Manufacturer's Suggested Retail Price (MSRP), also known as "sticker" price, is a recommended selling price that automakers give a new car that is above the invoice price paid by the dealer. It is a price that does not include any options that can be added to a particular car style. When shown as a range, the prices are starting MSRPs, without options, for multiple styles for that model.
This price range reflects the Kelley Blue Book Suggested Retail value for all trim levels, but not necessarily all available options.
The Kelley Blue Book Suggested Retail value represents the amount an auto dealer might ask for a specific vehicle; the actual sale price will vary. A vehicle's popularity, condition, warranty, color and local market conditions are factors involved in determining a final price. The retail value is not a trade-in or private party value.
The Suggested Retail value assumes that the vehicle has been fully reconditioned and has a clean title history. The Suggested Retail value also allows for advertising, sales commissions, insurance and other costs of doing business as a dealer. Most vehicles offered at this price have passed an inspection, and some may carry a warranty. Vehicle mileage is assumed to be normal or below normal.
Best Bets get above-average mpg, class-average or better reliability, class-average or better crash-test ratings, and our recommendation.
Expert Reviews 1 of 3
By Cars.com Staff
September 27, 2006
Vehicle Overview In March 2002, a brand-new model arrived in the U.S. that capitalized on the Mini's heritage but was part of a new brand under BMW stewardship. Fans of the British-built Mini hadn't seen one officially imported into the U.S. since 1967.
The Mini Cooper has been revamped for 2007. It features new exterior and interior styling, a new engine and a modified suspension. It's slightly longer than the preceding Cooper, and a sport suspension with firmer springs, dampers and anti-roll bars is offered.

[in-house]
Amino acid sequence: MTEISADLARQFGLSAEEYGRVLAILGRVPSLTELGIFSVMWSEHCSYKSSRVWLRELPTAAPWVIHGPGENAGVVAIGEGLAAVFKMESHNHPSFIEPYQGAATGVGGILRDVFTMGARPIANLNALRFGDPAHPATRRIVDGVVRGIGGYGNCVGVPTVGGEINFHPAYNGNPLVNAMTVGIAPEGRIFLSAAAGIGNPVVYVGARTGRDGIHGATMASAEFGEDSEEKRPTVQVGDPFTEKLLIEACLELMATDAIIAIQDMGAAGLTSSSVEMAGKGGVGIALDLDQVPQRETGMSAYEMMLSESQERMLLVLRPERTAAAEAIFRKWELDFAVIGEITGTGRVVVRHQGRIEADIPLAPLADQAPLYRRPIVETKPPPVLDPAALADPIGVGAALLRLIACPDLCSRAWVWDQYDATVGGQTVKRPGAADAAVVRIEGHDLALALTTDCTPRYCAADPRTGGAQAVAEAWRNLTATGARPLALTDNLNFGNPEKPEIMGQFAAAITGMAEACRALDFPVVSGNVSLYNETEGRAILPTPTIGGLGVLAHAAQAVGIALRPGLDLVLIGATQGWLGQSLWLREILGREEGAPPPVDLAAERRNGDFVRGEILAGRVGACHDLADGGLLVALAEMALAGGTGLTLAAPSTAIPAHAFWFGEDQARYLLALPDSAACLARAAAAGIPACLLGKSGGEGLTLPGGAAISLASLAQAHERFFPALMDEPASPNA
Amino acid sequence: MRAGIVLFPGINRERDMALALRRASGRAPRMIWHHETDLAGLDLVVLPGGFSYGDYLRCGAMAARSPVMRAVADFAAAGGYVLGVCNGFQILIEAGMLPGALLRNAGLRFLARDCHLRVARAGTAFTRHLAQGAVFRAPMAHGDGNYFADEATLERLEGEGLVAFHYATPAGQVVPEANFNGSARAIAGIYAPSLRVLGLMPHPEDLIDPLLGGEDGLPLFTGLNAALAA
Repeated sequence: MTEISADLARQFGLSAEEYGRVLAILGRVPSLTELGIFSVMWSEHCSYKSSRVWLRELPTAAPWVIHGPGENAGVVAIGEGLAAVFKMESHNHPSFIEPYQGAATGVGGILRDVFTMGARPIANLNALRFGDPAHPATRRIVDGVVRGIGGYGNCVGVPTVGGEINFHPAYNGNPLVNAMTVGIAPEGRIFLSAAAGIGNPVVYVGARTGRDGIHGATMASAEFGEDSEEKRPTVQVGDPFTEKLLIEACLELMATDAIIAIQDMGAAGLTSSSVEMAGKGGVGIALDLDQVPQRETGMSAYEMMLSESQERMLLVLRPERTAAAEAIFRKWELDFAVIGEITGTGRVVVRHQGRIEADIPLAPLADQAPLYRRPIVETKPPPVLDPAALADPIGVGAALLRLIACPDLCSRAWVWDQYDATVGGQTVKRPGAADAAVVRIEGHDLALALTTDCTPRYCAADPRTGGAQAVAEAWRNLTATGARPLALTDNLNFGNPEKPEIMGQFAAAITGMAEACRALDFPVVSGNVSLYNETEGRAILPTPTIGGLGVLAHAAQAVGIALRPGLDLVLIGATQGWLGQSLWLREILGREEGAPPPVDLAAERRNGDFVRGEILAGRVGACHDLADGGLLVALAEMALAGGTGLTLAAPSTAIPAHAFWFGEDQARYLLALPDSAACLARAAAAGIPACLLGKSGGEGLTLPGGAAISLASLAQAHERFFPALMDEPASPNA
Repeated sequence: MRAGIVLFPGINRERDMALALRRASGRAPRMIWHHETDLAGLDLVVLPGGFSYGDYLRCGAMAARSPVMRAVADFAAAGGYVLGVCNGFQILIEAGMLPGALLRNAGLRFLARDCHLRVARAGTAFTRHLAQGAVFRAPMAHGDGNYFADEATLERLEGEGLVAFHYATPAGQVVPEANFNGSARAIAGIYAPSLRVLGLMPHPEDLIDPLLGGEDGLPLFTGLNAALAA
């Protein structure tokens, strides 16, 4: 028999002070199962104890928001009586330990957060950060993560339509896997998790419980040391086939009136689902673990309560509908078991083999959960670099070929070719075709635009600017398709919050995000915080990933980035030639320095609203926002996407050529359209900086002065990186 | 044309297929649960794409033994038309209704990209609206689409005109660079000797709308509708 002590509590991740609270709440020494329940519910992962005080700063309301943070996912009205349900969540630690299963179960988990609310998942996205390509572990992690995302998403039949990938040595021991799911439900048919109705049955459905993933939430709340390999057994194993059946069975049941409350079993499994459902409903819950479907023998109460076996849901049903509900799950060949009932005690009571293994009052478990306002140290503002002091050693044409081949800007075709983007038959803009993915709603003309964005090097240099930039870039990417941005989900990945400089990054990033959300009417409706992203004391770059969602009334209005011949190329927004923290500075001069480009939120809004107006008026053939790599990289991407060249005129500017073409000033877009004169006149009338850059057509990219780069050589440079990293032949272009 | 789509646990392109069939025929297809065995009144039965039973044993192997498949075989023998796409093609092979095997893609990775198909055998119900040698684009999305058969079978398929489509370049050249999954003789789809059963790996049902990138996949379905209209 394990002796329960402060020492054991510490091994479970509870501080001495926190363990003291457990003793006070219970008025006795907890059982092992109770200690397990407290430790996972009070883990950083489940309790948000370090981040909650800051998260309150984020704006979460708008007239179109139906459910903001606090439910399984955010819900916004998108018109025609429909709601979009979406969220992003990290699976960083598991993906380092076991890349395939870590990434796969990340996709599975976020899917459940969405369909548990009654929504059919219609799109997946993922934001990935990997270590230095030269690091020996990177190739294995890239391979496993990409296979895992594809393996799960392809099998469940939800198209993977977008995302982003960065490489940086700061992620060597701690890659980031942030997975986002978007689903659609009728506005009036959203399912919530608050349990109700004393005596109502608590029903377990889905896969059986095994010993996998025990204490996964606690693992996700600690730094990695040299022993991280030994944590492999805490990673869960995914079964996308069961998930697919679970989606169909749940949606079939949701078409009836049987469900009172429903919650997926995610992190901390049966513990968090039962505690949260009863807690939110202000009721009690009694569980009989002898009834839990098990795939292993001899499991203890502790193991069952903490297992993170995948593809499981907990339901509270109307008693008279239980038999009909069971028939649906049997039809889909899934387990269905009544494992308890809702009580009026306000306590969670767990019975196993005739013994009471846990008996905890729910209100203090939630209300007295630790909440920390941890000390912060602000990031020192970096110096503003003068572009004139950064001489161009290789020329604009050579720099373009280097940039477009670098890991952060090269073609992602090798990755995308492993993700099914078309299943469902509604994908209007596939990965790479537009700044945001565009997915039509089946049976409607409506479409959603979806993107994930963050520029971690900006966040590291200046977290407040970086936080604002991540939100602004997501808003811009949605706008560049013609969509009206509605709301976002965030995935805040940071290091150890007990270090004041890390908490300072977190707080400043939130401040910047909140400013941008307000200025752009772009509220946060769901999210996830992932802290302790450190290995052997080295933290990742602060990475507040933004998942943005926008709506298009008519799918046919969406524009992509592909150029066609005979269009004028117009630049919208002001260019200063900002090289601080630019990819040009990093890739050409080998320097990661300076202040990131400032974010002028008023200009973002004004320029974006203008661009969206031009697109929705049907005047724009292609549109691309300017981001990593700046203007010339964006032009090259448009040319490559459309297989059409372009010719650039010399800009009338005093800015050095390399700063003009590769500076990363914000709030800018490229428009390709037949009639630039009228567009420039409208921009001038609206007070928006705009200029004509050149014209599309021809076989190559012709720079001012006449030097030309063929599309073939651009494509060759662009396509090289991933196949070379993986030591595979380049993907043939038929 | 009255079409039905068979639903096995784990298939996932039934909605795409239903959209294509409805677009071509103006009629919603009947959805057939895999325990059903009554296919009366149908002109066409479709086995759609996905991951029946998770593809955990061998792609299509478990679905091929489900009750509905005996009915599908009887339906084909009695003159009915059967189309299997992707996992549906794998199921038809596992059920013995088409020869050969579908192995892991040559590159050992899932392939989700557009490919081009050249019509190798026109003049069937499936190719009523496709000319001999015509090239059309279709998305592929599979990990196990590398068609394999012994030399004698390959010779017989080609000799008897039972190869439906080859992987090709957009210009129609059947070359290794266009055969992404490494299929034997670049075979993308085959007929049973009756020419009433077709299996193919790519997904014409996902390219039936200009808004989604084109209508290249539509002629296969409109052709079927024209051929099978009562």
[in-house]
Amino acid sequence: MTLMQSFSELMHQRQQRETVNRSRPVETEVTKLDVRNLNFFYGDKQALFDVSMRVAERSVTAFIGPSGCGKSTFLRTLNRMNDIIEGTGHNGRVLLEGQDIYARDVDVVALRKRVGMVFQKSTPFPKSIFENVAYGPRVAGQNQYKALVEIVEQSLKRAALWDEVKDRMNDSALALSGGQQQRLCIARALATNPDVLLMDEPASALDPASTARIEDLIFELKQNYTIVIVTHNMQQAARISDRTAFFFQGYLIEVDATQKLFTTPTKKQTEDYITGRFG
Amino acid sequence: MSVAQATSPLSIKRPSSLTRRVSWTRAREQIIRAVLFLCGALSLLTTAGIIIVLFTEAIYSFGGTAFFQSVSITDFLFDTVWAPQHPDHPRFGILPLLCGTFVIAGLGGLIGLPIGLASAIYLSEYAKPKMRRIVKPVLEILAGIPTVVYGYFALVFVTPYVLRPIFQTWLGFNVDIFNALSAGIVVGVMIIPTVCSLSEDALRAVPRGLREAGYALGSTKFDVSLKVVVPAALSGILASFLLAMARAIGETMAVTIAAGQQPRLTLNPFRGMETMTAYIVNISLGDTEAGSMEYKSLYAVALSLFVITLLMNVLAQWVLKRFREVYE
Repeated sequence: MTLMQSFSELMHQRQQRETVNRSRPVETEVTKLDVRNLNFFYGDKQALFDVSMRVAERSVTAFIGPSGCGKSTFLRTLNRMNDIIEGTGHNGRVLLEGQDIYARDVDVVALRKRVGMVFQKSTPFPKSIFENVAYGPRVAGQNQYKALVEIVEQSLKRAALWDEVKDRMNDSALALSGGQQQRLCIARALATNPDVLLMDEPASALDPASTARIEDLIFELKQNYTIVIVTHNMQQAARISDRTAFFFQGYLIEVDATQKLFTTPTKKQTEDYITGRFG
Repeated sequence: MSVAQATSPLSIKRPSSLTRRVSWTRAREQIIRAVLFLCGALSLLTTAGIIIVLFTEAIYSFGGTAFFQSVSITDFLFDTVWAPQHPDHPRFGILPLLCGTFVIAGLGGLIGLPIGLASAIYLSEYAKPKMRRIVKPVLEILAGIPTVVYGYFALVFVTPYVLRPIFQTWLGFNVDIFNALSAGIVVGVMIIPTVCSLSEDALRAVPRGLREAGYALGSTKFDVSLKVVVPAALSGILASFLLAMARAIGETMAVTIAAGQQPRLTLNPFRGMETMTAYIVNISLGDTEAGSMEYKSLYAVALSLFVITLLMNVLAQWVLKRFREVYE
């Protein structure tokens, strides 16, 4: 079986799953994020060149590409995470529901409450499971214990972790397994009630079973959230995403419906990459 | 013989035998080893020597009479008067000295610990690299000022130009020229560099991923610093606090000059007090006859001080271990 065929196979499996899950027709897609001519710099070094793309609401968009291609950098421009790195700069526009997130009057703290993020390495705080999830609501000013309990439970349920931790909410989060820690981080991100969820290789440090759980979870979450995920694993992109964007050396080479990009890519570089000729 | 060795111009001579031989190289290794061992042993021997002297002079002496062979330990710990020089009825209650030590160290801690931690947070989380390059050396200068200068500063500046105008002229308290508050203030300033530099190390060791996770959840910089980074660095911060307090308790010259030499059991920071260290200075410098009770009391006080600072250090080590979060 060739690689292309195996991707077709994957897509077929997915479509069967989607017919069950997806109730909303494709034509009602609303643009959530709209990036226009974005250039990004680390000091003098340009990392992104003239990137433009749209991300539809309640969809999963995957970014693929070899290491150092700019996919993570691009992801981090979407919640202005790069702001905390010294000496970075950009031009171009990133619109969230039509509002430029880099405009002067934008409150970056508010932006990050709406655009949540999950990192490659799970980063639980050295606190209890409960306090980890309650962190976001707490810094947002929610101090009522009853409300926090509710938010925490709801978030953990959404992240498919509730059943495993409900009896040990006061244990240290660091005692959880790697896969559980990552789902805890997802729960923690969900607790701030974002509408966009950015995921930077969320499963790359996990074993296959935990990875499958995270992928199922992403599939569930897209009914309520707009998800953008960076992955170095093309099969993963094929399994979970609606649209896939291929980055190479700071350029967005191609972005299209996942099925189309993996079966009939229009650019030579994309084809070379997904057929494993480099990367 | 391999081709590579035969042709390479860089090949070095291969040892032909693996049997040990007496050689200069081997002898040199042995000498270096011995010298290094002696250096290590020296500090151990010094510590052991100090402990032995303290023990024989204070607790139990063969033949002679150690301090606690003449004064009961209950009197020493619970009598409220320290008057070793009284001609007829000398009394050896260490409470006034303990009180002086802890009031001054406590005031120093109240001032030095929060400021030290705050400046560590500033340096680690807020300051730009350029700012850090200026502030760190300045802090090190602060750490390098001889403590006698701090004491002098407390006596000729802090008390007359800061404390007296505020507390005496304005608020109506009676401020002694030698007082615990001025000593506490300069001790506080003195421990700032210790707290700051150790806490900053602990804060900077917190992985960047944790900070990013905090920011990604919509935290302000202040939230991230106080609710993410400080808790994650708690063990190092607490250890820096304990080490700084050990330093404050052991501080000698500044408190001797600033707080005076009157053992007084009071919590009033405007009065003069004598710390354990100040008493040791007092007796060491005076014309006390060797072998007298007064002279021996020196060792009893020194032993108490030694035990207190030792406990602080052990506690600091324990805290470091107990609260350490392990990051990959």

For avid enthusiasts who crave more power, the company also offers the Mini Cooper S, which has a 172-horsepower turbocharged four-cylinder. (The Cooper S is covered separately in the Cars.com Research section.)
Exterior Though the 2007 Cooper exhibits a new look, onlookers might be hard pressed to describe what, exactly, is new, as the overall shape of the car hasn't changed much. The front bumper is more pronounced, and the Cooper has grown by nearly 3 inches in overall length. All four standard 15-inch alloy wheels are positioned at the car's far outside corners.
Interior The Cooper's new interior features a center-mounted speedometer that now incorporates the audio system and optional navigation system. Mini says the narrow center console makes more room for the driver's and front passenger's legs. Cloth seats are standard and leather is optional.
Under the Hood The front-wheel-drive Cooper uses a 118-hp, 1.6-liter four-cylinder that teams with a standard six-speed manual gearbox or an optional six-speed automatic that features steering wheel paddles for driver-initiated gear changes.
Safety Side-impact airbags for the front seats, side curtain airbags and all-disc antilock brakes are standard.